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Home > News > December 2006 > 19 December 2006

Businesses urged to invest in training

Training is the way to keep UK Plc's competitive edge razor sharp, according to the head of the organisation which runs the UK's National Training Awards programme.

The Leitch review of skills, released earlier this month, highlighted the need for the UK to become a world leader in skills or face declining global competitiveness and diminishing economic growth.

UK Skills' chief executive Jacqui Henderson CBE agreed with the report's assessment that the potential of the country's largest resource - its people - is largely untapped.

Speaking after last week's award ceremony, Henderson said: "Last night we celebrated our 51 National Training Award winners who have demonstrated exceptional success through training.

"They represent employers who have put time and money into developing and upskilling staff because they know effective training can lead to improved business results and keeps them competitive.

"This isn't training for training's sake. Each winner has spent time designing and running training that meets specific business needs, and for them it's paid off big dividends.

"For instance Bovey Construction from Devon has significantly increased its profitability through training site managers and is now able to take on larger contracts.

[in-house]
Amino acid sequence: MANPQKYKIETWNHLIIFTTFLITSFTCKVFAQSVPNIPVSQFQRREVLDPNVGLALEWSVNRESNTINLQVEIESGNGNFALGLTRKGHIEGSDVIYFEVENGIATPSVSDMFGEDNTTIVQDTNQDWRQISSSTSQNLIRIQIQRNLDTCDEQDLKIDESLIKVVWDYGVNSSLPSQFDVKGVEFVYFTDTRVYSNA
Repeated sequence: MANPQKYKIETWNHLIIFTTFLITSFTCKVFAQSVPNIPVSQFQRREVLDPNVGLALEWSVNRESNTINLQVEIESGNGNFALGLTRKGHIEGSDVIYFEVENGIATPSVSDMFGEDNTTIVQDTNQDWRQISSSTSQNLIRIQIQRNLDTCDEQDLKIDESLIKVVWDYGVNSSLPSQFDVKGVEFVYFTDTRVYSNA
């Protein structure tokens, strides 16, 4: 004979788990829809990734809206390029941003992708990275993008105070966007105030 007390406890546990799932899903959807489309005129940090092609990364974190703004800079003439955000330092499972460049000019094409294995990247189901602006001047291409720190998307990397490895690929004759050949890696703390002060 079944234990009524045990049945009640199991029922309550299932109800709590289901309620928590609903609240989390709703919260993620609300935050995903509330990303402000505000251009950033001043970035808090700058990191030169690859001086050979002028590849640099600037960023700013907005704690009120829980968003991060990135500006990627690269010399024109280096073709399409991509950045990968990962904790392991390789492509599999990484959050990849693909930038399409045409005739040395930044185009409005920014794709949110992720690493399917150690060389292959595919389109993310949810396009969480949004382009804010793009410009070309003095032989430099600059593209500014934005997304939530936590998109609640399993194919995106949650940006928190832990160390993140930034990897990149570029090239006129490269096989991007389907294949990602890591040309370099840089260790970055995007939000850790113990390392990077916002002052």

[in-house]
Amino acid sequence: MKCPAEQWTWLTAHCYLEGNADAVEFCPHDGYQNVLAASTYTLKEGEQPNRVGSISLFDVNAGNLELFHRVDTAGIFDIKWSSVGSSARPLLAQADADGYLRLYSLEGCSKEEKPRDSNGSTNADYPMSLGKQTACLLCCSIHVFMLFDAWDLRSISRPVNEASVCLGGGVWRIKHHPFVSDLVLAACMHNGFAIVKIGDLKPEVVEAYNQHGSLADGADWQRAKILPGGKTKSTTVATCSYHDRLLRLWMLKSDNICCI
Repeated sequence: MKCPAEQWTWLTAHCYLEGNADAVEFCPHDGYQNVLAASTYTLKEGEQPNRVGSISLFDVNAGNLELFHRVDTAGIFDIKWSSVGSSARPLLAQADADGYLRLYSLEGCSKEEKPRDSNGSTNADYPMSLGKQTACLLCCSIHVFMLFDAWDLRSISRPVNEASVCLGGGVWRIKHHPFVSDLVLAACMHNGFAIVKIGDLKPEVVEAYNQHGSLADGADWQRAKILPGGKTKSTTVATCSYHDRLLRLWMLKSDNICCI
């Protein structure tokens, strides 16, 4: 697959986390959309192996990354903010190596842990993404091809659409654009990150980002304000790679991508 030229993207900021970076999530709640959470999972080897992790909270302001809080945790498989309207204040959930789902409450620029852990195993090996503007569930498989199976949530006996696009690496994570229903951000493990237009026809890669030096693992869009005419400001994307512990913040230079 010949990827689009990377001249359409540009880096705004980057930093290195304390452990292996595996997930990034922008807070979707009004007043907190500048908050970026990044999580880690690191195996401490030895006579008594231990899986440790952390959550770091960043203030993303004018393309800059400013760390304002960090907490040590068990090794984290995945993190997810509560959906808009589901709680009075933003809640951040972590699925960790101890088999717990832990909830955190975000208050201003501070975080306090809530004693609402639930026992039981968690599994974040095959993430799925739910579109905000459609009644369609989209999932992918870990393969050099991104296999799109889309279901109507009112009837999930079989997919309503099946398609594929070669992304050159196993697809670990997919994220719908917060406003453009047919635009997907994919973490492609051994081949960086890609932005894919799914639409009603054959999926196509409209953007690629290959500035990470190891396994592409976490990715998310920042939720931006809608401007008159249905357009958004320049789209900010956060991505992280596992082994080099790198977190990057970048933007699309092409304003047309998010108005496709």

"Bristol City Council has been able to secure further funding because training has seen it exceed its customer service targets. Other winners have see staff turnover reduce, customer satisfaction increase and staff become more motivated and productive."

Henderson said such successes are worth celebrating, not just in their own right but because of what they can offer UK Plc.

"The business community needs to celebrate success like these so that others know that training can pay dividends. Training is often cut when firms go through lean financial times, yet a training programme that is tailored to business needs can transform company performance.

"At a wider level, training is the whetstone that keeps our competitive edge sharp. People need to know what training can do for them otherwise they're never going to make it a priority.

"UK Plc needs training as much now as it did when these awards first started in 1986. To meet the challenges we're facing from the rapidly expanding economies of India and China we need a flexible workforce and we can only develop one if we train our staff with the skills the economy needs."

Henderson concluded: "People make a business work but it's their skills that make a business flourish. My message to UK Plc is simple: invest in training or our competitive edge will become blunt very quickly."

UK Skills manages the National Training Awards on behalf of the Department for Education and Skills. Entries are now open for the 2007 National Training Awards. For more information, visit: The closing date for entries is 27 April 2007.

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